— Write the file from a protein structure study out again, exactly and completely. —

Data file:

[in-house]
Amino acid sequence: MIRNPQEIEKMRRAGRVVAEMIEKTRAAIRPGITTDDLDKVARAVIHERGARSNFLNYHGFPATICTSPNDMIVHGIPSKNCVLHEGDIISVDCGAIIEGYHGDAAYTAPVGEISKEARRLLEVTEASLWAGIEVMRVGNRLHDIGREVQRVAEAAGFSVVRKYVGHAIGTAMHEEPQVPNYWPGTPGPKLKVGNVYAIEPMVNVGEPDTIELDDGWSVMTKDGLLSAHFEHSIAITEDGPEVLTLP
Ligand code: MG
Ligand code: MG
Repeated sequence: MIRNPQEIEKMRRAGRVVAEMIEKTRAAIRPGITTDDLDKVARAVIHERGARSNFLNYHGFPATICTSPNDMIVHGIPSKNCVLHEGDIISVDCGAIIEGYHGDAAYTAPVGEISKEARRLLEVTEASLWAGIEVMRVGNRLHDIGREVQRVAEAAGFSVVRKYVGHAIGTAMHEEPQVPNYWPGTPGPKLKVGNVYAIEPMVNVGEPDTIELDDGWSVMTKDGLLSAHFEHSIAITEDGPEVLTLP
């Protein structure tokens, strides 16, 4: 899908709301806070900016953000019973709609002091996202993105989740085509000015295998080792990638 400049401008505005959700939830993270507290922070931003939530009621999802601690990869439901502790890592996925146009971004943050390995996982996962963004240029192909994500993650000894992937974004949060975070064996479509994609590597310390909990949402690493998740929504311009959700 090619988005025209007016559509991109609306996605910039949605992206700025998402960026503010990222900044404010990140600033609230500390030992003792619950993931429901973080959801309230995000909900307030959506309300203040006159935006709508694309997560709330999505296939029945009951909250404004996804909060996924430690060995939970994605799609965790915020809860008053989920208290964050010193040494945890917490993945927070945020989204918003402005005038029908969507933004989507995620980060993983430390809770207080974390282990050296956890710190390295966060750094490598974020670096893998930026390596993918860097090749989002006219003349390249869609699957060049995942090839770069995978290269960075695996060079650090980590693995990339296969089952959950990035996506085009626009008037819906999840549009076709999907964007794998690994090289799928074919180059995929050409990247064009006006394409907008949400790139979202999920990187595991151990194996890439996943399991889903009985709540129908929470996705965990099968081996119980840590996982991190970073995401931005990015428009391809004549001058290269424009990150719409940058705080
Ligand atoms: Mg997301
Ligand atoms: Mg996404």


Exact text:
[in-house]
Amino acid sequence: MIRNPQEIEKMRRAGRVVAEMIEKTRAAIRPGITTDDLDKVARAVIHERGARSNFLNYHGFPATICTSPNDMIVHGIPSKNCVLHEGDIISVDCGAIIEGYHGDAAYTAPVGEISKEARRLLEVTEASLWAGIEVMRVGNRLHDIGREVQRVAEAAGFSVVRKYVGHAIGTAMHEEPQVPNYWPGTPGPKLKVGNVYAIEPMVNVGEPDTIELDDGWSVMTKDGLLSAHFEHSIAITEDGPEVLTLP
Ligand code: MG
Ligand code: MG
Repeated sequence: MIRNPQEIEKMRRAGRVVAEMIEKTRAAIRPGITTDDLDKVARAVIHERGARSNFLNYHGFPATICTSPNDMIVHGIPSKNCVLHEGDIISVDCGAIIEGYHGDAAYTAPVGEISKEARRLLEVTEASLWAGIEVMRVGNRLHDIGREVQRVAEAAGFSVVRKYVGHAIGTAMHEEPQVPNYWPGTPGPKLKVGNVYAIEPMVNVGEPDTIELDDGWSVMTKDGLLSAHFEHSIAITEDGPEVLTLP
């Protein structure tokens, strides 16, 4: 899908709301806070900016953000019973709609002091996202993105989740085509000015295998080792990638 400049401008505005959700939830993270507290922070931003939530009621999802601690990869439901502790890592996925146009971004943050390995996982996962963004240029192909994500993650000894992937974004949060975070064996479509994609590597310390909990949402690493998740929504311009959700 090619988005025209007016559509991109609306996605910039949605992206700025998402960026503010990222900044404010990140600033609230500390030992003792619950993931429901973080959801309230995000909900307030959506309300203040006159935006709508694309997560709330999505296939029945009951909250404004996804909060996924430690060995939970994605799609965790915020809860008053989920208290964050010193040494945890917490993945927070945020989204918003402005005038029908969507933004989507995620980060993983430390809770207080974390282990050296956890710190390295966060750094490598974020670096893998930026390596993918860097090749989002006219003349390249869609699957060049995942090839770069995978290269960075695996060079650090980590693995990339296969089952959950990035996506085009626009008037819906999840549009076709999907964007794998690994090289799928074919180059995929050409990247064009006006394409907008949400790139979202999920990187595991151990194996890439996943399991889903009985709540129908929470996705965990099968081996119980840590996982991190970073995401931005990015428009391809004549001058290269424009990150719409940058705080
Ligand atoms: Mg997301
Ligand atoms: Mg996404």